In the preferred embodiment one drain conductor 13 is partially exposed from insulative casing 14 and serves as a ground conductor for cable assembly 10. An insulative sheet 16 overlies insulative casing 14. The insulative sheet 16 has a transverse extent which extends up to, but not over exposed drain conductor 13. As will be described in greater detail hereinbelow, this permits drain conductor 13 to provide ground shield connection.

A metallic conductive wire mesh ground shield 18 is disposed in overlying position over insulative strip 16 and insulative casing 12. Ground shield 18 is a foraminous member having a transverse extent which extends beyond the transverse extent of insulative sheet 16 and overlies exposed drain conductor 13. Thus, when positioned in cable assembly 10, as shown in FIG. 2, wire mesh ground shield 18 will be in intimate contact with drain conductor 13 providing ground connection therebetween. An upper insulative cover 20, also preferably formed of PVC, overlies ground shield 18 and insulative casing 14 and provides a jacketed enclosure for the cable assembly 10. Insulative cover 20 includes along one longitudinal edge thereof barrier means in the form of a strip of MYLAR polyester (a trademark of DuPont) 22 which directly overlies ground shield 18 over drain conductor 13 as is shown in FIG. 2. Strip 22 prevents adheson of insulative cover 20 to the exposed drain conductor 13 so that upon stripping the cover 20 from the casing 14 the drain wire 13 is not pulled from the casing 14. The composition of cable assembly 10 including casing 14, wire mesh ground shield 18, insulative cover 20 and barrier strip 22, is substantially similar to that which is shown and described in the above mentioned U.S. Pat. No. 4,513,170.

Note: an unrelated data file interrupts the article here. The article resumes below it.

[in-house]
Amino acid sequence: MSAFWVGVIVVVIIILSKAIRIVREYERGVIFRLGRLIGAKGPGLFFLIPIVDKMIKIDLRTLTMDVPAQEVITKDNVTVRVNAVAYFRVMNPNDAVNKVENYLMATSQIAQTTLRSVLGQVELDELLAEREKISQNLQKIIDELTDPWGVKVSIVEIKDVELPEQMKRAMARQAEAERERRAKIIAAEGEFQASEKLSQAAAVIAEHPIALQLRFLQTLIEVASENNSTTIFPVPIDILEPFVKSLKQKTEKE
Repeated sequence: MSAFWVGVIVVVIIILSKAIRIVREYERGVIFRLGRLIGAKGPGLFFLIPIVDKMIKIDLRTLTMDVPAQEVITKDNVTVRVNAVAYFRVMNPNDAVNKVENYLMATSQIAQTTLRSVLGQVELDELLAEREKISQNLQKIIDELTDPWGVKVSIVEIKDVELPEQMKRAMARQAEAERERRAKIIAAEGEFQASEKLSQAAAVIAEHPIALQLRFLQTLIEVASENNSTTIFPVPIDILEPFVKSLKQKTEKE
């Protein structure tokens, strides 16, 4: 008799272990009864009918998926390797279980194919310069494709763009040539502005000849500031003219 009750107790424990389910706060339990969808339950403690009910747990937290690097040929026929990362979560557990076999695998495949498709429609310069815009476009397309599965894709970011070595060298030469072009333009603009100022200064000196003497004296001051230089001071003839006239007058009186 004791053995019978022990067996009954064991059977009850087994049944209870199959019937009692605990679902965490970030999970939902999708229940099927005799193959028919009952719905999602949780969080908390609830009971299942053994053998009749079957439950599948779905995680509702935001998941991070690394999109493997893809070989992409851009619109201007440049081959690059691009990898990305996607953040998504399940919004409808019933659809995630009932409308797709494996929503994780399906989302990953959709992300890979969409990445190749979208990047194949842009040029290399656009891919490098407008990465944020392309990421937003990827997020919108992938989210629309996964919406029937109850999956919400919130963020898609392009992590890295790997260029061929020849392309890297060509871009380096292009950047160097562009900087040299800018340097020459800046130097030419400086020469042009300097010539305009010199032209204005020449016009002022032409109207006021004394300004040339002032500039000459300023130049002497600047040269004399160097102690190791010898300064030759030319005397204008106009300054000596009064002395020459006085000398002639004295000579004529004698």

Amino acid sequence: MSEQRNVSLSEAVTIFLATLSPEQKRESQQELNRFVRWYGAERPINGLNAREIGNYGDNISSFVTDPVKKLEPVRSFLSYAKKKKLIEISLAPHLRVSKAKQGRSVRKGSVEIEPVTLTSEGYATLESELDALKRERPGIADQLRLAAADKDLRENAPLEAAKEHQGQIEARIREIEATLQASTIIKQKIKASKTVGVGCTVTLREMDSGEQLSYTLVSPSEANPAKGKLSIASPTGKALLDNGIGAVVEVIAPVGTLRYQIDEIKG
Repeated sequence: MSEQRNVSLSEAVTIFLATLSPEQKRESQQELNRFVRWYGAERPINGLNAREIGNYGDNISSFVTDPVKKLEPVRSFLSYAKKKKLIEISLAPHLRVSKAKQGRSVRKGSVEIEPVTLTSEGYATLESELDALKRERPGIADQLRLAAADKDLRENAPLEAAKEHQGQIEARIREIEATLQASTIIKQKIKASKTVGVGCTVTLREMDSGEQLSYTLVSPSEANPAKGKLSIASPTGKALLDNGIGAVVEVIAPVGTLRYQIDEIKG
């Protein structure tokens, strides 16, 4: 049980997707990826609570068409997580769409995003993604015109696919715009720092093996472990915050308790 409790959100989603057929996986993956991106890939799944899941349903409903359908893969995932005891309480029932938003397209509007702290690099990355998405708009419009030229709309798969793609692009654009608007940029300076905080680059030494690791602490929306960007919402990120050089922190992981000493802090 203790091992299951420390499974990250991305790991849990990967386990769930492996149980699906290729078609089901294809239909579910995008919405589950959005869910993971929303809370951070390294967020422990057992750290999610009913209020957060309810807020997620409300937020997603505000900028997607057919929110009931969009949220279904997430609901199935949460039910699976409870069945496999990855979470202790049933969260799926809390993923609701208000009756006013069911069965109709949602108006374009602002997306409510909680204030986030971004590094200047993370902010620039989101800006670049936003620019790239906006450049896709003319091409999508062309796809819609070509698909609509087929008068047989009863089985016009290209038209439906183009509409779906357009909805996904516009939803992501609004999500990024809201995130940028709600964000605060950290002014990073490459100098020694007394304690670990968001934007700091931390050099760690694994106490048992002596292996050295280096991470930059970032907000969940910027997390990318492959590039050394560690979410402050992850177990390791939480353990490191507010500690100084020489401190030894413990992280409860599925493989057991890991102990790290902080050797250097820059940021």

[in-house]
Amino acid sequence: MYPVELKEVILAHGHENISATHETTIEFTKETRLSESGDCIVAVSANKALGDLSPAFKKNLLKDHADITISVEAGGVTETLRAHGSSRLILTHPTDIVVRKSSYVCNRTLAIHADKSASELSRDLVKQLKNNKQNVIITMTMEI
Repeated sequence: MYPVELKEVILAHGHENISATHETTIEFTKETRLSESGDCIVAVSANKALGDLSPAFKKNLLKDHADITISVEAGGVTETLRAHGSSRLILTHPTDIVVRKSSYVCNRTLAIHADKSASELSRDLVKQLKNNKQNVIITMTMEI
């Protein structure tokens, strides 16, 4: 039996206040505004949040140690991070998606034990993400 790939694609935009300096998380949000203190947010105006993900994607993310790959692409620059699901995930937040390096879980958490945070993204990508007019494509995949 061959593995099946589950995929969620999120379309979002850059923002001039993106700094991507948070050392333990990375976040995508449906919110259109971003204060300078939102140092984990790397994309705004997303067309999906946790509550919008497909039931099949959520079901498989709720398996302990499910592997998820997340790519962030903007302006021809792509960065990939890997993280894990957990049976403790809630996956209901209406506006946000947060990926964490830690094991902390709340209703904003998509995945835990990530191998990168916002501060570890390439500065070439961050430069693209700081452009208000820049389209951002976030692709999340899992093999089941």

Referring again to FIGS. 1 and 2, insulative sheet 16 may be described in more detail. Insulative sheet 16 comprises a sheet of MYLAR polyester, however, any other suitable insulative material may also be employed. As mentioned above, insulative strip 16 has a transverse extent which is somewhat narrower than casing 14 to permit access to exposed drain conductor 13 adjacent one longitudinal edge of casing 14. Insulative sheet 16 is preferably an opaque layer having a thickness of approximately 0.0015 inch.

One side 16a of insulative sheet 16 adjacent ground shield 18 includes a layer of an adhesive coating 16b which is approximately 0.001 inch thick. The adhesive used is a commerically available adhesive which will permit ready bonding of insulative sheet 16 to insulative cover 20 through wire mesh ground shield 18. The side 16c opposite side 16a includes along each longitudinal edge thereof a strip of release agent 24 which is approximately 0.0025 inch thick. Each release strip 24 has a width of approximately 0.120 inches. While surface 16c of insulative sheet 16 is not adhesively coated, during assembly of cable assembly 10 there will be some normal light bonding between the plastic materials forming insulative sheet 16 and insulative casing 14. Release strips 24 prevent any adherence of insulative sheet 16 to insulative casing 14 therealong. Thus, insulative sheet 16 may be easily pealed from insulative casing 12 by use of the release strips 24 along each longitudinal edge of insulative strip 16. In the preferred arrangement, the release agent forming release strip 24 is a commercially available agent formed of PVC and available from Freekote, Boca Raton, Fla. under the trade name FREE KOTE. While two longitudinal release strips 24 are shown (one along each edge of sheet 16) the present invention also contemplates use of a single release strip along one edge of strip 16.

Having described the preferred embodiment herein stripping of the cable assembly 10 may be effected in the following manner.